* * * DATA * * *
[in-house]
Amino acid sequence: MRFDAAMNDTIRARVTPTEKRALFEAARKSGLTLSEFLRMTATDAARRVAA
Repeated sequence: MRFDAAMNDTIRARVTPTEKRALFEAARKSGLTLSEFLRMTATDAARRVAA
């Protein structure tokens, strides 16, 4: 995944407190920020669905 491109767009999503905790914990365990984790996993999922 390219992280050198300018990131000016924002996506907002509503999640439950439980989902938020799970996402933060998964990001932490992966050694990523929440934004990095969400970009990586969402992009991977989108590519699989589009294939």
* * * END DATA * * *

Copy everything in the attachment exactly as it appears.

[in-house]
Amino acid sequence: MRFDAAMNDTIRARVTPTEKRALFEAARKSGLTLSEFLRMTATDAARRVAA
Repeated sequence: MRFDAAMNDTIRARVTPTEKRALFEAARKSGLTLSEFLRMTATDAARRVAA
């Protein structure tokens, strides 16, 4: 995944407190920020669905 491109767009999503905790914990365990984790996993999922 390219992280050198300018990131000016924002996506907002509503999640439950439980989902938020799970996402933060998964990001932490992966050694990523929440934004990095969400970009990586969402992009991977989108590519699989589009294939």